Taking Her Cue from Baldwin: A Conversation with Sarah Ladipo Manyika

January 9, 2023

 

A black and white photograph of Sarah Ladipo Manyika

Sarah Ladipo Manyika is a writer of novels, short stories, and essays translated into several languages. She is author of the best-selling novel In Dependence (2008) and the multiple shortlisted novel Like a Mule Bringing Ice Cream to the Sun (2016). She has had work published in Granta, The Guardian, Washington Post, and Transfuge, among others. Manyika serves as board chair for the women’s writing residency, Hedgebrook; she was previously board director for the Museum of the African Diaspora, San Francisco, and has been a judge for the Goldsmiths Prize, California Book Awards, Aspen Words Literary Prize, and chair of judges for the Pan-African Etisalat Prize. Sarah is a fellow of the Royal Society of Arts. Her most recent book is Between Starshine and Clay: Conversations from the African Diaspora.

In this interview, the writer and editor Darlington Chibueze Anuonye chats with Manyika about her new book, Between Starshine and Clay, as well as her novels.

Darlington Chibueze Anuonye: I am stunned by the uncommon beauty and range of your recent book, Between Starshine and Clay. The book is a generational gift. The caliber of your interviewees, from Michelle Obama to Toni Morrison, Margaret Busby to Henry Louis Gates Jr., Wole Soyinka to Claudia Rankine, is a testament to your intellectual devotion to Black lives and experiences. Where will these conversations across Africa and the African diaspora lead us?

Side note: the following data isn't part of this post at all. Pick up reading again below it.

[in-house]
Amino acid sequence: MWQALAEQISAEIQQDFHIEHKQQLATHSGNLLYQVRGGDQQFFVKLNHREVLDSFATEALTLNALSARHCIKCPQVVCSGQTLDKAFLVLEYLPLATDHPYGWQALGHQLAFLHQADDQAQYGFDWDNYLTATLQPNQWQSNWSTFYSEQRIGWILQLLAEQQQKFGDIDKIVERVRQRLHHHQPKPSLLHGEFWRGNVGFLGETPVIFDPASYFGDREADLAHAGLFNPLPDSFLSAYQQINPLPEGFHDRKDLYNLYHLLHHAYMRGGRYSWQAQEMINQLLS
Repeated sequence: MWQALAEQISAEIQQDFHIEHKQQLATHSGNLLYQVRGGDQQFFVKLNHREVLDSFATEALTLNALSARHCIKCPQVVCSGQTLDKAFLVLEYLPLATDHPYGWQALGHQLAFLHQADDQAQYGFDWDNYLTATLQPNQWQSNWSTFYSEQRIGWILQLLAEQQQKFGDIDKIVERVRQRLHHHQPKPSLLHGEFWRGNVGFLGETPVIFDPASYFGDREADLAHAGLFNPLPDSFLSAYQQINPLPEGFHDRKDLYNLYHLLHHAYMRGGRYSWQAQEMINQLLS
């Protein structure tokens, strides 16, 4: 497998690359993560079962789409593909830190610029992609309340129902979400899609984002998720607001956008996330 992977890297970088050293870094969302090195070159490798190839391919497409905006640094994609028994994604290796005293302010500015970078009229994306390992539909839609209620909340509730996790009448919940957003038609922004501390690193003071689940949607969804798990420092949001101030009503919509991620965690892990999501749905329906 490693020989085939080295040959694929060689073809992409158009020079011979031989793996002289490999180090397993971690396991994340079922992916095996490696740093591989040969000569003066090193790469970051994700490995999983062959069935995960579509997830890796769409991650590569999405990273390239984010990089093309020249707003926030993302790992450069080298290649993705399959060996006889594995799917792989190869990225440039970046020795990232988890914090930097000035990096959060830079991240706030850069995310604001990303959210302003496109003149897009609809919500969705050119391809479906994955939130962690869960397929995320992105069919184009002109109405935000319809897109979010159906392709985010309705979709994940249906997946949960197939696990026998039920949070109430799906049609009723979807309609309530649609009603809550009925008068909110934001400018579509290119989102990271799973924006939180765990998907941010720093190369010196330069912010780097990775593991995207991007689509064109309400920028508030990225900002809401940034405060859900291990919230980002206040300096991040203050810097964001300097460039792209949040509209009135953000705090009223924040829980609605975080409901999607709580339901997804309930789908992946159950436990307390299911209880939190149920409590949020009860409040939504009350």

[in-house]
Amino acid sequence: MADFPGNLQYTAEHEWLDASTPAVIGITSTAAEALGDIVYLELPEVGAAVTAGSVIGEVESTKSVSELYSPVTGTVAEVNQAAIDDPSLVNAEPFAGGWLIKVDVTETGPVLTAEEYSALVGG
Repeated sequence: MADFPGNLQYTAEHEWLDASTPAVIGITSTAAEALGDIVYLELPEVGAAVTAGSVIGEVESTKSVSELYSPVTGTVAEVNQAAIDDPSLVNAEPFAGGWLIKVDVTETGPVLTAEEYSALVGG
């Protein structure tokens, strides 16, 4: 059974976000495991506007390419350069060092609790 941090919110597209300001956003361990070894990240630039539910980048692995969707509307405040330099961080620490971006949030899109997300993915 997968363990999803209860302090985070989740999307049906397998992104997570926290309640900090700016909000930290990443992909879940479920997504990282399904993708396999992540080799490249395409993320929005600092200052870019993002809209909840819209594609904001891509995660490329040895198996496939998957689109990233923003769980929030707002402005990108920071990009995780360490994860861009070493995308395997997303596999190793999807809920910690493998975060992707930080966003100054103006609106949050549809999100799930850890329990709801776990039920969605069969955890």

Sarah Ladipo Manyika: Thank you, Darlington. My hope is that this book will lead, in some small way, to a deeper and richer understanding of Africa and the African diaspora—of the many things we hold in common as well as our differences. Similarities range from experiences of racism and discrimination to police brutality, and to the fragility of democracies whether we’re talking about Nigeria, Zimbabwe, or America. Differences include personal histories, identities, backgrounds, and geographies. There are some in this book, like Michelle Obama, for example, who used the platforms they were given to effect change while others, such as Evan Mawarire, created a movement from the bottom up to speak truth to power. The twelve featured are a tiny subset of many others doing extraordinary things. My hope is that Between Starshine and Clay will inspire more writers to capture such stories and histories.

Darlington: What do you remember about the contributors to this important book?

Plant trees under whose shade other generations will sit. Each of those featured embodies this evocation.


Sarah & Willard Harris

Sarah: Oh, so many things, especially the joyful moments that we shared. I remember, for example, the laughter between old friends Wole Soyinka and Henry Louis Gates Jr. as Soyinka reminisced about Morrison teaching him the phrase “knock your socks off” but then failing to deliver on the promise of knocking his socks off with the choice of a restaurant that Soyinka found lacking—not enough pepper! Or the moment when I asked Morrison if we could talk about sex, to which she responded with a wry smile, “Yeah! I’m in a good position to talk about it, since it’s been like a thousand years. What do you want to know?” Or the day, when walking with 102-year-old Willard Harris, that she insisted I seize the opportunity to travel to the South Pole, repeatedly saying, “You go, girl!” And so it was that the stories and the laughter flowed. I also love the adage that several of them cite, from Michelle Obama to Lord Michael Hastings, Margaret Busby, and Senator Cory Booker—plant trees under whose shade other generations will sit. Each of those featured embodies this evocation.

Darlington: Although James Baldwin is not one of the interviewees for Between Starshine and Clay, his presence is felt all over the book, especially in your introduction, “Notes of a Native Daughter.” How do you remember Baldwin?